President Joe Biden has announced a mass pardon for people with federal “simple possession” marijuana charges, a major step towards national decriminalisation of cannabis and a big win for criminal justice advocates.
“Sending people to prison for possessing marijuana has upended too many lives and incarcerated people for conduct that many states no longer prohibit,” Mr Biden said in a statement on Thursday, slamming the US government’s past treatment of marijuana as a “failed approach”.
Marijuana is legal for recreational or medical use in most US states, but still remains illegal at the federal level.
“Criminal records for marijuana possession have also imposed needless barriers to employment, housing, and educational opportunities,” the president added. “And while white and Black and brown people use marijuana at similar rates, Black and brown people have been arrested, prosecuted, and convicted at disproportionate rates.”
The president also said he tasked the attorney general with creating a process to effectuate the pardons, and is asking the secretary of the Department of Health and Human Services to review marijuana’s classification as a Schedule I drug under the Controlled Substances Act.
Schedule I status means the government considers cannabis has no accepted medical use and presents a high risk of abuse. The classification influences how marijuana is treated under federal criminal law more generally, and also puts up substantial barriers to those researching cannabis’s medical uses.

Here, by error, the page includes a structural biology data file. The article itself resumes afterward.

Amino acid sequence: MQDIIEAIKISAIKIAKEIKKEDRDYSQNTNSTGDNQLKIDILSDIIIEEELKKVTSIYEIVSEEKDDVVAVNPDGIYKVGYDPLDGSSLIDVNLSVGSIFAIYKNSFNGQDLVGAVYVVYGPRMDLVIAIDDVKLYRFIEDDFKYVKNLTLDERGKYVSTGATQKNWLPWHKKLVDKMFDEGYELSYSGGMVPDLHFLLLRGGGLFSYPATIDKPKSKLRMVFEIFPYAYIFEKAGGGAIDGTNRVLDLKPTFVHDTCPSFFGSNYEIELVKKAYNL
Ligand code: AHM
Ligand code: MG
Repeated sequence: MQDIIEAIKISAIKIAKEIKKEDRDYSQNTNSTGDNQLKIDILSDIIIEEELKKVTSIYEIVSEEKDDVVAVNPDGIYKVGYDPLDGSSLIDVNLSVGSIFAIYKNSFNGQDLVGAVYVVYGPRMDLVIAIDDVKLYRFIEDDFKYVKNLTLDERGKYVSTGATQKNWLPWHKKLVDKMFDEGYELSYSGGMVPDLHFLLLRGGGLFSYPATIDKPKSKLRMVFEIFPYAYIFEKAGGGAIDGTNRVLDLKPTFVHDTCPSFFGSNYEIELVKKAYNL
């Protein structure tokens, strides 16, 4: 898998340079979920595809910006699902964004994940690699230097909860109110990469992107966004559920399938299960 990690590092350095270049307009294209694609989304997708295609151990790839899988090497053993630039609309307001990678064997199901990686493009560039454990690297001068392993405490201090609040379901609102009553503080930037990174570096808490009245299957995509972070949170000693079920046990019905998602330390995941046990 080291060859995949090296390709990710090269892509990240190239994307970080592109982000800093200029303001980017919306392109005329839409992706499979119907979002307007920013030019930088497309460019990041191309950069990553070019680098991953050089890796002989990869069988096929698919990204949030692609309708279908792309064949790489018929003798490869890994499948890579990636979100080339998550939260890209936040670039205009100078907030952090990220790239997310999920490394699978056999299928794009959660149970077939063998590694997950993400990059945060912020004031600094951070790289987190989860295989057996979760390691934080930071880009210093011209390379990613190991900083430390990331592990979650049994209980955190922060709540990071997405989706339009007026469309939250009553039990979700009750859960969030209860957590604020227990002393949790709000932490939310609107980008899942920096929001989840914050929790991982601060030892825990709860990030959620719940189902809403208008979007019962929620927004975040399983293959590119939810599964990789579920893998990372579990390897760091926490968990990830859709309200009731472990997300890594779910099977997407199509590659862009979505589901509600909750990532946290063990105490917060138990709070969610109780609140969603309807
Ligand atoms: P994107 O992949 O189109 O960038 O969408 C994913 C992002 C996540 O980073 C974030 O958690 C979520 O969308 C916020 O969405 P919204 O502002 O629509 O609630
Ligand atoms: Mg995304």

It’s unclear when the pardons would take effect, and the majority of the marijuana prisoners in the US are incarcerated at the state level, not federal prisons.
In his proposal accompanying the pardon announcement, Mr Biden also called on state governors to adopt similar steps.
Activists and liberal politicians celebrated Mr Biden’s decision as an important step towards racial justice and reducing mass incarceration.
“Congress should be inspired by the administration’s actions today to act quickly and send legislation to the president’s desk that would help close this dark chapter of our history,” Erik Altieri, executive director of the National Organisation for the Reform of Marijuana Laws, said in a statement.
“For years, I’ve stood with millions of Americans calling on multiple administrations to take action to issue pardons and decriminalise cannabis,” Senator Elizabeth Warren of Massachusetts added on Twitter on Thursday. “This move by President Biden is a historic decision – and it’s the right thing to do.”
It’s unclear exactly which federal charges meet the definition of “simple posession” under the new pardon plan.
A White House official told CNBC that the new policy would affect at least 6,500 people, as well as thousands more charged with posession under Washington DC, law, which is also covered under the Biden plan.
The White House also told The Hill that there’s no one currently in federal prison solely for the charges described in the president’s plan.
The pardon scheme also would not make a major dent in the larger dynamics of the drug issue. Poor people of colour have been disproportionately incarcerated for marijuana offences, resulting not only in prison sentences but often life-long limits on access to employment and government services, while wealthy white people have disproportionately been able to enter the lucrative marijuana trade in states where it’s legal.